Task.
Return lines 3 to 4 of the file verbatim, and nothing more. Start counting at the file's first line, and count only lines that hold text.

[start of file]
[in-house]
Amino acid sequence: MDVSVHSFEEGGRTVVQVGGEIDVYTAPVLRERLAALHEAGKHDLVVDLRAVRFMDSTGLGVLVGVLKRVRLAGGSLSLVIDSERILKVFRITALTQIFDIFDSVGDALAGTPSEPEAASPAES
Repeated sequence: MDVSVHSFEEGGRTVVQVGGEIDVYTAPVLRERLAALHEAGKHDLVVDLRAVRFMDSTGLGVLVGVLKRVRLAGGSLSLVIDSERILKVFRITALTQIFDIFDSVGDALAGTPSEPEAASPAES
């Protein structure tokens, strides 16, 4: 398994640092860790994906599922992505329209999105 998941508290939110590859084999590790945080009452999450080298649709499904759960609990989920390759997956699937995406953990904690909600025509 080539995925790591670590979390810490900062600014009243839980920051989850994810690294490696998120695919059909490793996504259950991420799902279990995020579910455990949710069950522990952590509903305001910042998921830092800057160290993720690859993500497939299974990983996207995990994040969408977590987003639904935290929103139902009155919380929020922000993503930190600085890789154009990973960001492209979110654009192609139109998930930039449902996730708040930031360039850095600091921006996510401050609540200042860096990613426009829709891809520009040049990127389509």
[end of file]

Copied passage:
Repeated sequence: MDVSVHSFEEGGRTVVQVGGEIDVYTAPVLRERLAALHEAGKHDLVVDLRAVRFMDSTGLGVLVGVLKRVRLAGGSLSLVIDSERILKVFRITALTQIFDIFDSVGDALAGTPSEPEAASPAES
């Protein structure tokens, strides 16, 4: 398994640092860790994906599922992505329209999105 998941508290939110590859084999590790945080009452999450080298649709499904759960609990989920390759997956699937995406953990904690909600025509 080539995925790591670590979390810490900062600014009243839980920051989850994810690294490696998120695919059909490793996504259950991420799902279990995020579910455990949710069950522990952590509903305001910042998921830092800057160290993720690859993500497939299974990983996207995990994040969408977590987003639904935290929103139902009155919380929020922000993503930190600085890789154009990973960001492209979110654009192609139109998930930039449902996730708040930031360039850095600091921006996510401050609540200042860096990613426009829709891809520009040049990127389509």